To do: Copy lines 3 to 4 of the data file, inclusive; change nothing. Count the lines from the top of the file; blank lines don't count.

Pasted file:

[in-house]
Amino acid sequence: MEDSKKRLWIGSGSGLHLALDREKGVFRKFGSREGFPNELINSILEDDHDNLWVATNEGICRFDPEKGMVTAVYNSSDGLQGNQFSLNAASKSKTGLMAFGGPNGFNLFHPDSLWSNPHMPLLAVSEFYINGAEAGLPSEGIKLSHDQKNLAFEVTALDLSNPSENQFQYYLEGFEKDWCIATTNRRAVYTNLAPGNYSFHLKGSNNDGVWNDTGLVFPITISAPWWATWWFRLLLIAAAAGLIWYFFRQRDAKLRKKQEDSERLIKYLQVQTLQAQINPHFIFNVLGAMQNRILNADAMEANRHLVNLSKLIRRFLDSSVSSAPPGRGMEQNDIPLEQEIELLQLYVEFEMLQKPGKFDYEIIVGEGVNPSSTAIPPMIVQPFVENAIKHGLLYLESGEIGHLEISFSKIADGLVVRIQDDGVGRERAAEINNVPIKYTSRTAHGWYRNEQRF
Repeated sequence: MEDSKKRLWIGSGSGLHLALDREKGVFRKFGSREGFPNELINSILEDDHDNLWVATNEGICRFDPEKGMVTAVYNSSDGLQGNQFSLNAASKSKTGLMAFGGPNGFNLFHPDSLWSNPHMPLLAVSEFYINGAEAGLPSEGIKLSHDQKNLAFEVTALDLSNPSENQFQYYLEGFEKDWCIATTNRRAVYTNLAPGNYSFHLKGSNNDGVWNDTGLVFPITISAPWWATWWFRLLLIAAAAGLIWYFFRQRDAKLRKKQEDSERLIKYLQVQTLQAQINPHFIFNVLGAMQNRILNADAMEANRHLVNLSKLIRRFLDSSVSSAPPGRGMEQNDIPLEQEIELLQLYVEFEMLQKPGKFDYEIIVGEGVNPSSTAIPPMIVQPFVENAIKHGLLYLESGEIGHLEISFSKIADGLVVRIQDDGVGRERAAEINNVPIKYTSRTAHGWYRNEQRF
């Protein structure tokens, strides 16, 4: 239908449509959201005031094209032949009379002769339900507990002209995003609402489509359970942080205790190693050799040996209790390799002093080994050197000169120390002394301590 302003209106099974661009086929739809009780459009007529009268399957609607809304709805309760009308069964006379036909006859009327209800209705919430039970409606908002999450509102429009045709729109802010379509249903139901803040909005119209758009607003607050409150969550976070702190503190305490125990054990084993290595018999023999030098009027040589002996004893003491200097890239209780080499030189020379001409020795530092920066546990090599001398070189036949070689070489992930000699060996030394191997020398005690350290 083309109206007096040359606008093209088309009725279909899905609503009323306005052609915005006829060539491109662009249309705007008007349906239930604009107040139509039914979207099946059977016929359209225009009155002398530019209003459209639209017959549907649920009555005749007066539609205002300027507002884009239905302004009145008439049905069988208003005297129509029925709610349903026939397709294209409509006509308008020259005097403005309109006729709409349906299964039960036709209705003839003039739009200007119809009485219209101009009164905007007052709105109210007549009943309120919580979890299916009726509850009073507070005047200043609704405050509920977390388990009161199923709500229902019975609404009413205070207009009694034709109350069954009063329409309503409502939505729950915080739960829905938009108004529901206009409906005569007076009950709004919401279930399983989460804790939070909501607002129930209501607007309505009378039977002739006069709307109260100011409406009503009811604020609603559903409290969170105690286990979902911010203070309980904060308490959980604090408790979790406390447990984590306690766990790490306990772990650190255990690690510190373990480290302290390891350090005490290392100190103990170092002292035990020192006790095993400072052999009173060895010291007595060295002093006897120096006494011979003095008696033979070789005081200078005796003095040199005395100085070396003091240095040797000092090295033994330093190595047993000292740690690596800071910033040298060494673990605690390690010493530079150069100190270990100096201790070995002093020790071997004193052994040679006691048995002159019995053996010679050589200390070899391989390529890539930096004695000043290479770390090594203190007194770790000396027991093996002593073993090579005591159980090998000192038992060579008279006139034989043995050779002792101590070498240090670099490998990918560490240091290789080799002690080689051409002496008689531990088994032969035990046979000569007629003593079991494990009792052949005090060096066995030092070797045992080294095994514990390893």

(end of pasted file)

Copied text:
Repeated sequence: MEDSKKRLWIGSGSGLHLALDREKGVFRKFGSREGFPNELINSILEDDHDNLWVATNEGICRFDPEKGMVTAVYNSSDGLQGNQFSLNAASKSKTGLMAFGGPNGFNLFHPDSLWSNPHMPLLAVSEFYINGAEAGLPSEGIKLSHDQKNLAFEVTALDLSNPSENQFQYYLEGFEKDWCIATTNRRAVYTNLAPGNYSFHLKGSNNDGVWNDTGLVFPITISAPWWATWWFRLLLIAAAAGLIWYFFRQRDAKLRKKQEDSERLIKYLQVQTLQAQINPHFIFNVLGAMQNRILNADAMEANRHLVNLSKLIRRFLDSSVSSAPPGRGMEQNDIPLEQEIELLQLYVEFEMLQKPGKFDYEIIVGEGVNPSSTAIPPMIVQPFVENAIKHGLLYLESGEIGHLEISFSKIADGLVVRIQDDGVGRERAAEINNVPIKYTSRTAHGWYRNEQRF
């Protein structure tokens, strides 16, 4: 239908449509959201005031094209032949009379002769339900507990002209995003609402489509359970942080205790190693050799040996209790390799002093080994050197000169120390002394301590 302003209106099974661009086929739809009780459009007529009268399957609607809304709805309760009308069964006379036909006859009327209800209705919430039970409606908002999450509102429009045709729109802010379509249903139901803040909005119209758009607003607050409150969550976070702190503190305490125990054990084993290595018999023999030098009027040589002996004893003491200097890239209780080499030189020379001409020795530092920066546990090599001398070189036949070689070489992930000699060996030394191997020398005690350290 083309109206007096040359606008093209088309009725279909899905609503009323306005052609915005006829060539491109662009249309705007008007349906239930604009107040139509039914979207099946059977016929359209225009009155002398530019209003459209639209017959549907649920009555005749007066539609205002300027507002884009239905302004009145008439049905069988208003005297129509029925709610349903026939397709294209409509006509308008020259005097403005309109006729709409349906299964039960036709209705003839003039739009200007119809009485219209101009009164905007007052709105109210007549009943309120919580979890299916009726509850009073507070005047200043609704405050509920977390388990009161199923709500229902019975609404009413205070207009009694034709109350069954009063329409309503409502939505729950915080739960829905938009108004529901206009409906005569007076009950709004919401279930399983989460804790939070909501607002129930209501607007309505009378039977002739006069709307109260100011409406009503009811604020609603559903409290969170105690286990979902911010203070309980904060308490959980604090408790979790406390447990984590306690766990790490306990772990650190255990690690510190373990480290302290390891350090005490290392100190103990170092002292035990020192006790095993400072052999009173060895010291007595060295002093006897120096006494011979003095008696033979070789005081200078005796003095040199005395100085070396003091240095040797000092090295033994330093190595047993000292740690690596800071910033040298060494673990605690390690010493530079150069100190270990100096201790070995002093020790071997004193052994040679006691048995002159019995053996010679050589200390070899391989390529890539930096004695000043290479770390090594203190007194770790000396027991093996002593073993090579005591159980090998000192038992060579008279006139034989043995050779002792101590070498240090670099490998990918560490240091290789080799002690080689051409002496008689531990088994032969035990046979000569007629003593079991494990009792052949005090060096066995030092070797045992080294095994514990390893």